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Success Story: Case Study

Scaling Up Antenatal Syphilis Testing in Mozambique

Posted: Feb 2010

Background

Screening for syphilis infection during pregnancy is the official standard of care in most African countries, yet as many as 1 million women with active syphilis are not screened each year. Syphilis poses serious risks for mothers and babies, including miscarriage, stillbirth and neonatal death. Congenital syphilis (infection passed from mother to fetus) can cause blindness, deafness, seizures and developmental disabilities. Early identification and treatment during pregnancy can cure the mother and prevent transmission to the baby.

In central Mozambique in the early 1990s, syphilis screening rates hovered around 40% for a variety of reasons. A pilot project increased screening temporarily, but obstacles to maintaining this improvement included a patient charge for the rapid test (RPR) and treatment, test shortages, nurse and lab technician absences, and transportation barriers for patients to come for antenatal care, or to go to the lab for testing or results.

Addressing the Challenges

The Ministry of Health prioritized syphilis screening for pregnant women as part of their national 5-year plan in 1995.

We helped to identify barriers to patients entering care, bottlenecks, and where they were lost to follow-up, and worked with the Ministry of Health to resolve these problems. For instance, when health workers realized that many women were not going from the clinic site to the separate lab site, often requiring a second wait in line, the clinic started doing blood draws at the beginning of the antenatal session to permit batch testing and transport of samples. This resulted in women learning their results in the same day, and being able to start treatment if positive.

Other challenges included:

  • Delay of first antenatal visit until after 24 weeks, at which point treatment is not as successful
  • Shortages of tests, syringes and penicillin
  • "Competition" as vertical programs such as special STD programs or prevention of mother-to-child transmission (PMTCT) for HIV disrupted antenatal care flow, created separate clinics and registration systems and further strained the workforce
  • Limited success with partner notification, testing and treatment

The Ministry of Health, with the help of HAI, PATH and the Bill and Melinda Gates Foundation, piloted use of a treponemal immunochromatographic strip (ICS) rapid test to enable fast, accurate testing in antenatal care sites that did not have labs ("peripheral health facilities"). The pilot was conducted at all 164 sites that offer antenatal care in the two central provinces (Manica and Sofala). In 132 sites without labs, the Ministry of Health assessed the introduction of the ICS test, while in the 32 sites with labs, the ICS test was compared with the RPR test.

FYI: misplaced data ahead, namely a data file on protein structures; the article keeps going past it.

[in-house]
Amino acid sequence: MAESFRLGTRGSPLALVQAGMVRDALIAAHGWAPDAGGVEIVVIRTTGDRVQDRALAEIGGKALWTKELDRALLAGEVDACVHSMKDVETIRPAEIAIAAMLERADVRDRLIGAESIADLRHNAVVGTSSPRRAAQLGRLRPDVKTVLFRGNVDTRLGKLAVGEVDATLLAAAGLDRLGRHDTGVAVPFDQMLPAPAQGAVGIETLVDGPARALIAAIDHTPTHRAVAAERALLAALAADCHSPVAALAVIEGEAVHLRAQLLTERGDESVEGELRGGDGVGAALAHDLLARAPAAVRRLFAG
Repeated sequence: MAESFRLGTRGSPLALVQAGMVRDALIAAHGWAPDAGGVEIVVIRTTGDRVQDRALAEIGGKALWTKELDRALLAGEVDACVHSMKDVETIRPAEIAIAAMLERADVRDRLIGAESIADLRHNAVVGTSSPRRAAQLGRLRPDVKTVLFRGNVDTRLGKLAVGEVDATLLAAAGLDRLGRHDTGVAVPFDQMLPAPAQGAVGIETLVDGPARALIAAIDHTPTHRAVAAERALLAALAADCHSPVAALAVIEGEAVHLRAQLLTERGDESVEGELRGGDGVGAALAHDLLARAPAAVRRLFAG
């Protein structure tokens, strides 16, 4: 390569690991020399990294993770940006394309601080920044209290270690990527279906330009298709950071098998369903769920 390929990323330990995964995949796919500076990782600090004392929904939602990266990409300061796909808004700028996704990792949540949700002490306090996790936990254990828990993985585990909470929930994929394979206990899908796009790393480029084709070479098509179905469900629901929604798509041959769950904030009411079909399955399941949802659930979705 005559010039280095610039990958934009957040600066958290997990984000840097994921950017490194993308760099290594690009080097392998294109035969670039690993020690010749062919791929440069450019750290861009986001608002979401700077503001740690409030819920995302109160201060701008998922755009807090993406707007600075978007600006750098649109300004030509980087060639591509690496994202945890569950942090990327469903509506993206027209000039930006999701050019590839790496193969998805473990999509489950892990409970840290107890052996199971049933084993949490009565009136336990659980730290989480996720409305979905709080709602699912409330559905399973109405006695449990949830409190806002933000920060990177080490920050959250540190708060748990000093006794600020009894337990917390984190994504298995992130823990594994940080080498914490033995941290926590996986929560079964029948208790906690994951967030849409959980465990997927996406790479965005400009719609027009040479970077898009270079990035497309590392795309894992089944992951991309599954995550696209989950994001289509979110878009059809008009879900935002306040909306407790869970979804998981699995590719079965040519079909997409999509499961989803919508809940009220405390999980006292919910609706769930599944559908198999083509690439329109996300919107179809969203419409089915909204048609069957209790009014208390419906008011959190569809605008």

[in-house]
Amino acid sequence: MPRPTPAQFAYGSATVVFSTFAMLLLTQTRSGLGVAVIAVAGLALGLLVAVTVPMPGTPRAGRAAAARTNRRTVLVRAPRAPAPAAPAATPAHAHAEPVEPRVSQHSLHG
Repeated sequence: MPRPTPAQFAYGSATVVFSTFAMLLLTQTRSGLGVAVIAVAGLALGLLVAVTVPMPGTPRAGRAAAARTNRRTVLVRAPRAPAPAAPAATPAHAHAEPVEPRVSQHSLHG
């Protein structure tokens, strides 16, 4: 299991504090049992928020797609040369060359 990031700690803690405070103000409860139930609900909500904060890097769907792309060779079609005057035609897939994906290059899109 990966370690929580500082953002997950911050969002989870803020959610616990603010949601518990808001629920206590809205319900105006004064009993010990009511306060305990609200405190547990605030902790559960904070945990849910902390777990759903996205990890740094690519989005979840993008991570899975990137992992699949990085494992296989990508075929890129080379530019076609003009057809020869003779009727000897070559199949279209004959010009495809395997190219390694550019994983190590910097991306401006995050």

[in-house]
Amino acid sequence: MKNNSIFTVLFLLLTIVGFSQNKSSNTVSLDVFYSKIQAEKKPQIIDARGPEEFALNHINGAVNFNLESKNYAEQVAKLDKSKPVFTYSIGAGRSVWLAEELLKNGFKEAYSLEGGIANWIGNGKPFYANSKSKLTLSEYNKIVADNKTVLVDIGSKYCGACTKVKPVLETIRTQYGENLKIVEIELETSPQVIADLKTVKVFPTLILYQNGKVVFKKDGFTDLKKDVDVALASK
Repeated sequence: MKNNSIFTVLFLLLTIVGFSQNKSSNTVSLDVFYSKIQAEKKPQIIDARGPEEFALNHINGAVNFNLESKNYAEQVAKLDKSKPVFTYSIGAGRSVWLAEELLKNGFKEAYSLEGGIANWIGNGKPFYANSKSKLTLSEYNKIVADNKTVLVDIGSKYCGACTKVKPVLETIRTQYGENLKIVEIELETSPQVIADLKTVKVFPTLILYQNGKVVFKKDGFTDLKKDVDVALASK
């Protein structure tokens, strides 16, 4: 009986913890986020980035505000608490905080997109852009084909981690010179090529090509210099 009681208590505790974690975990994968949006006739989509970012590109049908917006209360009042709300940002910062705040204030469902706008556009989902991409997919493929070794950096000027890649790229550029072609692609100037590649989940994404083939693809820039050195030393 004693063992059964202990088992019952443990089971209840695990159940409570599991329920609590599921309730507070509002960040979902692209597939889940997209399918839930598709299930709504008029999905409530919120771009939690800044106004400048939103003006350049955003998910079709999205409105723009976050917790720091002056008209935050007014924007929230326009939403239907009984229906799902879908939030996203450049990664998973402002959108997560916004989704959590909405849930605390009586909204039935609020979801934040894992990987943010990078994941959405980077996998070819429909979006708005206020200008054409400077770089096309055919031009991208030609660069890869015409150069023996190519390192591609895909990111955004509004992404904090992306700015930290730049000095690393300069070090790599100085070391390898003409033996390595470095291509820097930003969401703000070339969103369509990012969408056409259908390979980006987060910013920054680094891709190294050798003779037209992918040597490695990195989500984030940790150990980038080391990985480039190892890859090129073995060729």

Impact

Testing increased to 93% in all facilities (main difference was in sites that didn't have labs). The greater numbers of women tested and treated likely contributed, along with other factors, to a drop in the antenatal prevalence of syphilis from 12% in 1988 to 5% in 2005.

In addition to having a positive impact on women and their children, this project also helped to bolster primary health care and the supporting systems in government health facilities. Several factors key to successful operation within the existing health system (rather than setting up outside narrowly-focused programs) included:

  • Support for health workers - rather than training workers on the new test and procedure at one off-site training event, HAI staff worked with Ministry of Health counterparts to conduct a short training followed by on-the-job supervision and follow up on a regular basis. This improved performance as well as morale, because staff were no longer constantly short due to repeated off-site trainings. Integrating supervision reinforced the concept that comprehensive antenatal care includes multiple interventions, including syphilis screening.
  • Improved procurement and management systems - better systems to track supply usage and prevent stock-outs of tests, syringes, medications were essential. Monitoring systems help to emphasize to health workers and their supervisors what activities are prioritized.
  • Aligned goals - As an NGO, we worked closely with the Ministry of Health to identify bottlenecks and propose solutions that Ministry managers approved at a policy level. New technologies, such as the ICS test, were useful but could not have been effectively implemented absent a functioning health system that included a trained and supported workforce, necessary supplies and drugs, and the policies and measurable targets to indicate improvement.

For more detail on this project, see Gloyd et al, Scaling up antenatal syphilis screening in Mozambique: Transforming policy into action, 2007.

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